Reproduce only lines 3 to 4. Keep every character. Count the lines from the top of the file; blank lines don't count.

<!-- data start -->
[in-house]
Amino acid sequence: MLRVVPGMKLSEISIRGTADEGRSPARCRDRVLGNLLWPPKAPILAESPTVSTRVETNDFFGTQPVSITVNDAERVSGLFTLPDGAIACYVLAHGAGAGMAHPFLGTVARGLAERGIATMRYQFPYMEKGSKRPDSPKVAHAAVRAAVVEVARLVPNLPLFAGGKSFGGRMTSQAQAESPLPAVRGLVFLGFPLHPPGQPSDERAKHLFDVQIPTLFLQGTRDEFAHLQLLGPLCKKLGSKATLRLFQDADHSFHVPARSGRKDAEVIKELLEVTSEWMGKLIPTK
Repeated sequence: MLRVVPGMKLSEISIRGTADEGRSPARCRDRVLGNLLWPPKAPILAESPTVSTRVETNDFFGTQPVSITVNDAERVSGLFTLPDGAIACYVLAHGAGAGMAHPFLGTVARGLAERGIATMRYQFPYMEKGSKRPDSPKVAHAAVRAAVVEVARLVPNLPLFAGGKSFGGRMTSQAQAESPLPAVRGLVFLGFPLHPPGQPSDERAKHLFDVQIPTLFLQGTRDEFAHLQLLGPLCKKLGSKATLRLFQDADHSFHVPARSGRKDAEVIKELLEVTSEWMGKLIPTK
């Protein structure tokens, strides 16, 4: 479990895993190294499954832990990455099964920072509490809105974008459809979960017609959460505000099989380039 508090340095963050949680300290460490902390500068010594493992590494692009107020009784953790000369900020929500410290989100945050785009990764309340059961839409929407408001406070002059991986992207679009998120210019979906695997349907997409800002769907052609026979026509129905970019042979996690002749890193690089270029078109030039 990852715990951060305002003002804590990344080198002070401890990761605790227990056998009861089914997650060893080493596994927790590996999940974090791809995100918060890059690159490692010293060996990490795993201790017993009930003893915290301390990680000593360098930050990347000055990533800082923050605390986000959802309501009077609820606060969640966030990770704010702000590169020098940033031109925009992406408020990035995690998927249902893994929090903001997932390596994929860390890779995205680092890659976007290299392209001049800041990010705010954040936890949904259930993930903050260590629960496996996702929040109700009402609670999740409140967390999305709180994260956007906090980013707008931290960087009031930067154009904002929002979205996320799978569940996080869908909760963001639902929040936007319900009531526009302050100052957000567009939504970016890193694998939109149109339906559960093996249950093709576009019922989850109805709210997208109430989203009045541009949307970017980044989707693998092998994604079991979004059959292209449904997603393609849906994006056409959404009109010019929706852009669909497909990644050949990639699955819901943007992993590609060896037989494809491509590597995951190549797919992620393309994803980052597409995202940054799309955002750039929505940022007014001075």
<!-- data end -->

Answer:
Repeated sequence: MLRVVPGMKLSEISIRGTADEGRSPARCRDRVLGNLLWPPKAPILAESPTVSTRVETNDFFGTQPVSITVNDAERVSGLFTLPDGAIACYVLAHGAGAGMAHPFLGTVARGLAERGIATMRYQFPYMEKGSKRPDSPKVAHAAVRAAVVEVARLVPNLPLFAGGKSFGGRMTSQAQAESPLPAVRGLVFLGFPLHPPGQPSDERAKHLFDVQIPTLFLQGTRDEFAHLQLLGPLCKKLGSKATLRLFQDADHSFHVPARSGRKDAEVIKELLEVTSEWMGKLIPTK
């Protein structure tokens, strides 16, 4: 479990895993190294499954832990990455099964920072509490809105974008459809979960017609959460505000099989380039 508090340095963050949680300290460490902390500068010594493992590494692009107020009784953790000369900020929500410290989100945050785009990764309340059961839409929407408001406070002059991986992207679009998120210019979906695997349907997409800002769907052609026979026509129905970019042979996690002749890193690089270029078109030039 990852715990951060305002003002804590990344080198002070401890990761605790227990056998009861089914997650060893080493596994927790590996999940974090791809995100918060890059690159490692010293060996990490795993201790017993009930003893915290301390990680000593360098930050990347000055990533800082923050605390986000959802309501009077609820606060969640966030990770704010702000590169020098940033031109925009992406408020990035995690998927249902893994929090903001997932390596994929860390890779995205680092890659976007290299392209001049800041990010705010954040936890949904259930993930903050260590629960496996996702929040109700009402609670999740409140967390999305709180994260956007906090980013707008931290960087009031930067154009904002929002979205996320799978569940996080869908909760963001639902929040936007319900009531526009302050100052957000567009939504970016890193694998939109149109339906559960093996249950093709576009019922989850109805709210997208109430989203009045541009949307970017980044989707693998092998994604079991979004059959292209449904997603393609849906994006056409959404009109010019929706852009669909497909990644050949990639699955819901943007992993590609060896037989494809491509590597995951190549797919992620393309994803980052597409995202940054799309955002750039929505940022007014001075």